posted by mattpfeff at 7:46 AM on January 13, 2002

Blog is a free stand-alone blogging tool that Freakho posted at MeTa a while ago. It looks and acts similar to the $350.00 CityDesk and runs on Windows only. While CityDesk stores all blogged materials, blog entries and images, in one big .cty file in your computer; I am not sure exactly how the local backup is managed in Blog. Blog can also manage multiple weblogs. Both Blog and CityDesk run locally and are not dependent on any remote servers.

The price difference between Blog, a freeware, and CityDesk, which costs $350.00, shows in the rather unsophisticated installation of Blog. Blog's installer only unzips the files into a folder, but never creates any shortcuts or anything. Uninstalling Blog only involves deleting the folder where the files were unzipped. CityDesk has a sophisticated Windows installer and does all those things that we have gotten used to from most Windows softwares. Other than that, Blog is rather user-friendly and works just like a Blogger clone for the desktop computer. Freakho also mentioned that the developer "has been extremely open to user feedback/questions." While Blog has a cult-like user base CityDesk has one very satisfied evangelical customer.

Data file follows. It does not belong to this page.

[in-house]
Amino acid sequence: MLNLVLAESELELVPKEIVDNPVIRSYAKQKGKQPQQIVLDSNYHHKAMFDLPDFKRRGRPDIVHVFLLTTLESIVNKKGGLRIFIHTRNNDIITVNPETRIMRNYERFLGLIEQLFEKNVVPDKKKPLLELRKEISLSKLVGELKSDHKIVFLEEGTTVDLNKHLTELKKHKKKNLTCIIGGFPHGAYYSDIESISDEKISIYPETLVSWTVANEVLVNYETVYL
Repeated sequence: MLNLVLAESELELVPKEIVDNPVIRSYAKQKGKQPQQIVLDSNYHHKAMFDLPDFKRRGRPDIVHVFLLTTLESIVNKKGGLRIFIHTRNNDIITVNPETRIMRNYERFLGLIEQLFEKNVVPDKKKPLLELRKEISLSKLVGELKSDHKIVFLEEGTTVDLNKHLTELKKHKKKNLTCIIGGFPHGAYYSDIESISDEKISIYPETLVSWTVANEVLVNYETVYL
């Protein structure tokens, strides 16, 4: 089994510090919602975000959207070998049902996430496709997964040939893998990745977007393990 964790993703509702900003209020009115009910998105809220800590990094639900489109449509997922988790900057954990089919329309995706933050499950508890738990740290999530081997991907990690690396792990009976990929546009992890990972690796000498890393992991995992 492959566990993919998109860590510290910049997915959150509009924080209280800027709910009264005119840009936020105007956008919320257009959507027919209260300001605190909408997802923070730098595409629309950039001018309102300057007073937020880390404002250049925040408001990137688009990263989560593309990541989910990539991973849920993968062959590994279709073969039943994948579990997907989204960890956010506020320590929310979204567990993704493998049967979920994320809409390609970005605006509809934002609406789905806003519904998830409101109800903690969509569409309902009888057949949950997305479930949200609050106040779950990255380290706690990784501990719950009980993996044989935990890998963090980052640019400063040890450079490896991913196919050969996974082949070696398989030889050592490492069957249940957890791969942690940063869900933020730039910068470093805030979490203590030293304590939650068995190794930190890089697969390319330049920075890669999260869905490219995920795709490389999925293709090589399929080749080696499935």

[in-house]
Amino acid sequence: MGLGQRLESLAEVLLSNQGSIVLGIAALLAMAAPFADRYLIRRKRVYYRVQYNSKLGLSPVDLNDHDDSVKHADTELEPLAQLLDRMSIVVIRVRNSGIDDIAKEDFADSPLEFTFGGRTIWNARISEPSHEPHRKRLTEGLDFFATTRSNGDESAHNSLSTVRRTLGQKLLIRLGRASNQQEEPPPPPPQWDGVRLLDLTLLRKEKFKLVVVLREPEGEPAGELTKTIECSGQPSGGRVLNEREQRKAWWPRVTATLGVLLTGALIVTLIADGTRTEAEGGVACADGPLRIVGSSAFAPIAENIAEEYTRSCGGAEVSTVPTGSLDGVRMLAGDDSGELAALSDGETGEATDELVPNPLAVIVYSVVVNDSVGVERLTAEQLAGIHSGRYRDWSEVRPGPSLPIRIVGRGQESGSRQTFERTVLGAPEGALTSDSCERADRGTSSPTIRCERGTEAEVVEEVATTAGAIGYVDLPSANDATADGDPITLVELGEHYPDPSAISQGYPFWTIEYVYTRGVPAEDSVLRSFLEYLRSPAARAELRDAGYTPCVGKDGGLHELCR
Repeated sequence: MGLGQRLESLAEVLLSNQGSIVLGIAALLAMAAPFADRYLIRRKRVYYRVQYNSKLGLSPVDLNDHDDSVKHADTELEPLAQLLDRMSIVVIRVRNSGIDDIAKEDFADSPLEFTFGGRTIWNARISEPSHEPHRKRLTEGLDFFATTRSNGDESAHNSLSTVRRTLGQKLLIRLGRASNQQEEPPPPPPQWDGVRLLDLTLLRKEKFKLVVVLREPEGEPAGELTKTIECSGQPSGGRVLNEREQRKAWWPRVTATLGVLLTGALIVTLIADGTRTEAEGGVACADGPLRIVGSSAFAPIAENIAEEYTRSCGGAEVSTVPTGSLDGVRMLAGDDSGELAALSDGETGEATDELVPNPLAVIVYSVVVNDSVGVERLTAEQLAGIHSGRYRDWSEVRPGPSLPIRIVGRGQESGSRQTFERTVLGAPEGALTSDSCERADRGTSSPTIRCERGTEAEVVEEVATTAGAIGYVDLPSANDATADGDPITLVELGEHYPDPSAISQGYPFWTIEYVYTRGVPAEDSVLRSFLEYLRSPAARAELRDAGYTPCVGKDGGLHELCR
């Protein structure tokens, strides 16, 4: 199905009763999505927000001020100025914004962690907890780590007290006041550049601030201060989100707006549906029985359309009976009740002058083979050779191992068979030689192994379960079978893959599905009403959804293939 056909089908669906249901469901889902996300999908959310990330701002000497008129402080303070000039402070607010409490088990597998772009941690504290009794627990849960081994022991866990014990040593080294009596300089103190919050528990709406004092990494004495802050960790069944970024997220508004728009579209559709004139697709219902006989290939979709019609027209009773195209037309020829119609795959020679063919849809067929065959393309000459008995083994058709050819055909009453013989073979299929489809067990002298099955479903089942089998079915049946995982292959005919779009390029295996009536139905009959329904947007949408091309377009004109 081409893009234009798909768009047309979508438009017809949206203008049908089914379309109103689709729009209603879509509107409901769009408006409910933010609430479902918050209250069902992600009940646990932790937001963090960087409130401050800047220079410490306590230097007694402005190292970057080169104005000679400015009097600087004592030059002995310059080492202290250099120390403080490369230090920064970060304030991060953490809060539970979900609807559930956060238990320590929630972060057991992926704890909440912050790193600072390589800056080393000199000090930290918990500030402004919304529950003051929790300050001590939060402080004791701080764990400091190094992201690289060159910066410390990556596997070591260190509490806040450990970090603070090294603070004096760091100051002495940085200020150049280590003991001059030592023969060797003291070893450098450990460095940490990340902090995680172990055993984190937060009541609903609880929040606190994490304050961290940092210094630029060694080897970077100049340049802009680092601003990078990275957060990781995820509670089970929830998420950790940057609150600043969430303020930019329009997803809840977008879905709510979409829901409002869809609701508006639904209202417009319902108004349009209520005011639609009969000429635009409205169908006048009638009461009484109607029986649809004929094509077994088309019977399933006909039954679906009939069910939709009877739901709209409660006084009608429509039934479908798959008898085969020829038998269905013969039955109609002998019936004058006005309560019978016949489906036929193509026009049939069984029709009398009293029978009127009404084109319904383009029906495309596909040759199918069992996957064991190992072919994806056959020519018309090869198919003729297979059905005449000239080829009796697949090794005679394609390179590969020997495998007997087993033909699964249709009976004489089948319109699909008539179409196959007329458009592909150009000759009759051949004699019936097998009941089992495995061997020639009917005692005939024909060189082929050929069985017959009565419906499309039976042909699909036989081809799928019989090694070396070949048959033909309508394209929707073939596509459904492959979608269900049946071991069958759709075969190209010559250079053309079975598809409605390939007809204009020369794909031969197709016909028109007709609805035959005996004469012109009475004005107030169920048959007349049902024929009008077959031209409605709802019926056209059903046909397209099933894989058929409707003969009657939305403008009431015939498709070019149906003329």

posted by tamim at 11:36 AM on January 13, 2002

I'd be interested to look at the pmachine code. One of my pet peeves is that virtually everyone who writes apps in PHP uses a "Blazing Fast MySQL Backend". Granted, MySQL is common in many hosting packages, works well with PHP and is pretty popular, but there are other platforms and databases out there, the best of which isn't MySQL. I wish more people used abstraction layers when it came to data storage in PHP apps. That's one area where Perl has the one-up.

Sorry for the topic drift, and don't get me wrong: I'm not insulting Mr. Rick Ellis. He seems like an extremely talented and very professional guy. I'm just commenting on "PHP Programmers" in general.
posted by tomorama at 5:32 PM on January 14, 2002

tomorama, just to develop your point, it's not enough to use MySQL or any db: if your script uses too much db queries, it's slow, even if the db is originally quite fast.

With that said, I wouldn't pay for pmachine - there are already so many free counterparts that there's no point in paying, especially when most fancy features are just toys that could be coded in a minute...

...I'd sure pay to know just how people can get to advertise their scripts so much when they don't release any testable code. ;)
posted by michel v at 1:20 AM on January 15, 2002

For high performance, intensive web apps, good rdbms are usually a good way to go. There's (usually) nothing a powerful server and code optimization can't fix, and good dbs will cache data and queries, minimizing load.
posted by tomorama at 1:10 PM on January 15, 2002

Here are two other alternate PHP based weblog scripts: Pivot, which stores the data in XML, and Nucleus, which stores the data in MySQL.
posted by riffola at 8:31 PM on January 21, 2002